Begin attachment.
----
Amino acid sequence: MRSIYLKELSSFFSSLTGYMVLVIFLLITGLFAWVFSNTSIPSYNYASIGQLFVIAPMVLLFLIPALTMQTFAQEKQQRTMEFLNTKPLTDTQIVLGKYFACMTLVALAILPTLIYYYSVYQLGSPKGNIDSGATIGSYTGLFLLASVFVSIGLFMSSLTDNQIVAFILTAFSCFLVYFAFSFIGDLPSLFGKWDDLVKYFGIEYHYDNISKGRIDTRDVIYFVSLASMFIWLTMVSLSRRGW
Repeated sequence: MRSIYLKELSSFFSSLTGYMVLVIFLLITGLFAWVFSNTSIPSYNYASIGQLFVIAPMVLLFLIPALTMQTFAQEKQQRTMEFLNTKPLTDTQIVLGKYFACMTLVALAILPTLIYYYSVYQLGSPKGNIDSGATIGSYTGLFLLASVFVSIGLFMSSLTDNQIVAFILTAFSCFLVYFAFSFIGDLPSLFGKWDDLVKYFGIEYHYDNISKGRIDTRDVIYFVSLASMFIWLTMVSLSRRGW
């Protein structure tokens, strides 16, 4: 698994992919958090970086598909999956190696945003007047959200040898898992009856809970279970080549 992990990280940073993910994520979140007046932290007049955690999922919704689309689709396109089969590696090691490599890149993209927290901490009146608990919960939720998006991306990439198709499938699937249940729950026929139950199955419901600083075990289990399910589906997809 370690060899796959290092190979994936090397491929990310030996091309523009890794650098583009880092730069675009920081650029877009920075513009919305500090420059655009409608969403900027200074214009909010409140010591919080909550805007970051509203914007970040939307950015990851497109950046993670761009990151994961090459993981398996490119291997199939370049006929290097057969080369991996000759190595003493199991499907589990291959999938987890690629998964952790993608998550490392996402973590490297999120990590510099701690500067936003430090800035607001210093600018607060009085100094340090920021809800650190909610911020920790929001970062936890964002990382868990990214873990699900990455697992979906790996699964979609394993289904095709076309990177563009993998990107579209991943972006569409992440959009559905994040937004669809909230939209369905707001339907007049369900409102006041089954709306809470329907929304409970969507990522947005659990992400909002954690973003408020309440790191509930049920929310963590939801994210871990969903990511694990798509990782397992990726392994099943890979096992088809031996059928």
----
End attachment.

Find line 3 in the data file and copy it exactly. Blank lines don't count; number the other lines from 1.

């Protein structure tokens, strides 16, 4: 698994992919958090970086598909999956190696945003007047959200040898898992009856809970279970080549 992990990280940073993910994520979140007046932290007049955690999922919704689309689709396109089969590696090691490599890149993209927290901490009146608990919960939720998006991306990439198709499938699937249940729950026929139950199955419901600083075990289990399910589906997809 370690060899796959290092190979994936090397491929990310030996091309523009890794650098583009880092730069675009920081650029877009920075513009919305500090420059655009409608969403900027200074214009909010409140010591919080909550805007970051509203914007970040939307950015990851497109950046993670761009990151994961090459993981398996490119291997199939370049006929290097057969080369991996000759190595003493199991499907589990291959999938987890690629998964952790993608998550490392996402973590490297999120990590510099701690500067936003430090800035607001210093600018607060009085100094340090920021809800650190909610911020920790929001970062936890964002990382868990990214873990699900990455697992979906790996699964979609394993289904095709076309990177563009993998990107579209991943972006569409992440959009559905994040937004669809909230939209369905707001339907007049369900409102006041089954709306809470329907929304409970969507990522947005659990992400909002954690973003408020309440790191509930049920929310963590939801994210871990969903990511694990798509990782397992990726392994099943890979096992088809031996059928």